Politician, Party and People: Addresses Delivered in the Page Lecture Series, 1912, Before the Senior Class of the Sheffield Scientific School, Yale University

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Yale University Press, 1913 - 183 pages

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Page 104 - Certainly, Gentlemen, it ought to be the happiness and glory of a representative to live in the strictest union, the closest correspondence, and the most unreserved communication with his constituents. Their wishes ought to have great weight with him ; their opinion high respect : their business unremitted attention. It is his duty to sacrifice his repose, his pleasures, his satisfactions, to theirs ; and above all, ever, and in all cases, to prefer their interests to his own.
Page 105 - To deliver an opinion, is the right of all men; that of constituents is a weighty and respectable opinion, which a representative ought always to rejoice to hear; and which he ought always most seriously to consider. But authoritative instructions ; mandates issued, which the member is bound blindly and implicitly to obey, to vote, and to argue for, though contrary to the clearest conviction of his judgment and conscience; these are things utterly unknown to the laws of this land, and which arise...
Page 106 - Parliament is not a congress of ambassadors ' from different and hostile interests ; which interests ' each must maintain, as an agent and advocate, against ' other agents and advocates ; but Parliament is a ' deliberative assembly of one nation, with one interest, ' that of the whole ; where not local purposes, not local ' prejudices ought to guide, but the general good, 1 resulting from the general reason of the whole. You ' choose a member indeed ; but when you have chosen ' him, he is not member...
Page 104 - But his unbiassed opinion, his mature judgment, his enlightened conscience, he ought not to sacrifice to you, to any man, or to any set of men living. These he does not derive from your pleasure; no, nor from the law and the constitution. They are a trust from Providence, for the abuse of which he is deeply answerable. Your representative owes you, not his industry only, but his judgment; and he betrays, instead of serving you, if he sacrifices it to your opinion.
Page 105 - Your representative owes you, not his industry only, but his judgment; and he betrays, instead of serving you, if he sacrifices it to your opinion. My worthy colleague says, his will ought to be subservient to yours. If that be all, the thing is innocent. If government were a matter of will upon any side, yours, without question, ought to be superior. But government and legislation are matters of reason and judgment, and not of inclination; and what sort of reason is that, in which the determination...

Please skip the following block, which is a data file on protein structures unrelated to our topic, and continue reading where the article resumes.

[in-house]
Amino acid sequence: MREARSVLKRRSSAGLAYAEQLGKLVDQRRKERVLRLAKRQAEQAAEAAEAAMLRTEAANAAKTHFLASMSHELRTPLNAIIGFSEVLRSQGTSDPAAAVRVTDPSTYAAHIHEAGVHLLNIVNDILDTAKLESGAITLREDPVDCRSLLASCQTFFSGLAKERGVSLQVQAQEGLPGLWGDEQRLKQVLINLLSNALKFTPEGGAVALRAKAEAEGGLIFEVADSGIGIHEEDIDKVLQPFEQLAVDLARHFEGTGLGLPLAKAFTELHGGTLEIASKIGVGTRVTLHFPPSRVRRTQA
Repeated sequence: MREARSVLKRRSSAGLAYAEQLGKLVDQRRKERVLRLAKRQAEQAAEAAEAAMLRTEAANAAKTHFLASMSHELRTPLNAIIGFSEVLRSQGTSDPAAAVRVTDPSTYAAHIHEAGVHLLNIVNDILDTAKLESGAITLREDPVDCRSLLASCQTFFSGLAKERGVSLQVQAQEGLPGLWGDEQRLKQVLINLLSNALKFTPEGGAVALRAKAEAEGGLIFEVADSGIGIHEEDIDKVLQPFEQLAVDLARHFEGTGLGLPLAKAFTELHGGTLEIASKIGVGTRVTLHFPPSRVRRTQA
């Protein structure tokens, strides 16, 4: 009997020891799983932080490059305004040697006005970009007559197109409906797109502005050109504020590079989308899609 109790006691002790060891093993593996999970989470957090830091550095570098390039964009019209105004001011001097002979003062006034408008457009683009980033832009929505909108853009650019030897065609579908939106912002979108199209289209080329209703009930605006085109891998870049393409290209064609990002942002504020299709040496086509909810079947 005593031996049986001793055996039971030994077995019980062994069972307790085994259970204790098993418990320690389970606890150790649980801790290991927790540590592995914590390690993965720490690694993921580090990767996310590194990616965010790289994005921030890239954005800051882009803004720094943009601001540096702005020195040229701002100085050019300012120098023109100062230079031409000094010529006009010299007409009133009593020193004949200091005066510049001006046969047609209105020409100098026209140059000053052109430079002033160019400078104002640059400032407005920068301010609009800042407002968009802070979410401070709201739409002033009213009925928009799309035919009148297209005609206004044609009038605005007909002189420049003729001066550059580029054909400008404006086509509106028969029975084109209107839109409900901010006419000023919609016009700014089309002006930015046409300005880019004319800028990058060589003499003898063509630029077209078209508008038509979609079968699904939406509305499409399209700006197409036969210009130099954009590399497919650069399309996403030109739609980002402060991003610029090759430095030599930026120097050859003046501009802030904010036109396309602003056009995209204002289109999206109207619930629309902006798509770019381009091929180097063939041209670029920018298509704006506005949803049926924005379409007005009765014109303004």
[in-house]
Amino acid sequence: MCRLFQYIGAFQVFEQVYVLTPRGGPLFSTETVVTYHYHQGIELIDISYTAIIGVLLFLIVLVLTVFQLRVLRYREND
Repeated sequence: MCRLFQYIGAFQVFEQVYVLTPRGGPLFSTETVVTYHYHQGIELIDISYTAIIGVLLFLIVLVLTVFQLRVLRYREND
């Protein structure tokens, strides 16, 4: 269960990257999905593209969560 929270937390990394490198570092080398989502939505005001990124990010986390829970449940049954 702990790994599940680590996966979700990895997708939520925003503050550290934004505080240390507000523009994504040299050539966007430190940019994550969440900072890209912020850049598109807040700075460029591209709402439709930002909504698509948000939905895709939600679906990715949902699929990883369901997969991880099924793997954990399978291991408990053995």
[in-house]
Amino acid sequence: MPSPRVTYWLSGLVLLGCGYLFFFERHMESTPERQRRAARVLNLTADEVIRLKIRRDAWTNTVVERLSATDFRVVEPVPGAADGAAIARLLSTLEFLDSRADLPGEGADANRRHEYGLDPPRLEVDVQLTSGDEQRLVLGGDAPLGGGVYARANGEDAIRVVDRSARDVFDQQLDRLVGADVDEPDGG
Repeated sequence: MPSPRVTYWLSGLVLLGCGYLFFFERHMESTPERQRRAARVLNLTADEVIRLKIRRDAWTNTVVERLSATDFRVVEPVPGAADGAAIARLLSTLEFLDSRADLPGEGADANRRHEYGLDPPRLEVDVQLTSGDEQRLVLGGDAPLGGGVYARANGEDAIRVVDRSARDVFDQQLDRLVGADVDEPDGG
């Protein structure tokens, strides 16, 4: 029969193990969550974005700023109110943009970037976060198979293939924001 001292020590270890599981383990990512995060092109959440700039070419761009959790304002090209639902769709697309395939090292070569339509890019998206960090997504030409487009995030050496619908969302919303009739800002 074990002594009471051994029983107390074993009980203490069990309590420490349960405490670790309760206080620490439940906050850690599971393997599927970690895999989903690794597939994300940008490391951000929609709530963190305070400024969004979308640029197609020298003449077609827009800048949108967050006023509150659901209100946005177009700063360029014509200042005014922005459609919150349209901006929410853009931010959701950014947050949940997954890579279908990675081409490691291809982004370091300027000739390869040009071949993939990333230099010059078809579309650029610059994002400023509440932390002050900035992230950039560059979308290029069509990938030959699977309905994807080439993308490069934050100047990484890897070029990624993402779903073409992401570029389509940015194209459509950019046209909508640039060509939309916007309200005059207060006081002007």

Page 104 - They are a trust from Providence, for the abuse of which he is deeply answerable. Your representative owes you, not his industry only, but his judgment; and he betrays, instead of serving you, if he sacrifices it to your opinion. My worthy colleague says, his will ought to be subservient to yours. If that be all, the thing is innocent. If government were a matter of will upon any side, yours, without question, ought to be superiour. But government and legislation are matters of reason and judgment,...
Page 104 - Their wishes ought to have great weight with him; their opinion, high respect; their business, unremitted attention. It is his duty to sacrifice his repose, his pleasures, his satisfactions, to theirs; and above all, ever, and in all cases, to prefer their interest to his own. But his unbiased opinion, his mature judgment, his enlightened conscience, he ought not to sacrifice to you, to any man, or to any set of men living.
Page 117 - ... concern ; and it is not lest you should censure me improperly, but lest you should form improper opinions on matters of some moment to you, that I trouble you at all upon the subject. My conduct is of small importance.
Page 117 - I live at an hundred miles distance from Bristol ; and at the end of a session I come to my own house, fatigued in body and in mind, to a little repose, and to a very little attention to my family and my private concerns. A visit to Bristol is always a sort of canvass ; else it will do more harm than good.
Page 118 - My canvass of you was not on the change, nor in the county meetings, nor in the clubs of this city : It was in the house of commons ; it was at the custom* house ; it was at the council ; it was at the treasury ; it was at the admiralty. I canvassed you through your affairs, and not your persons.

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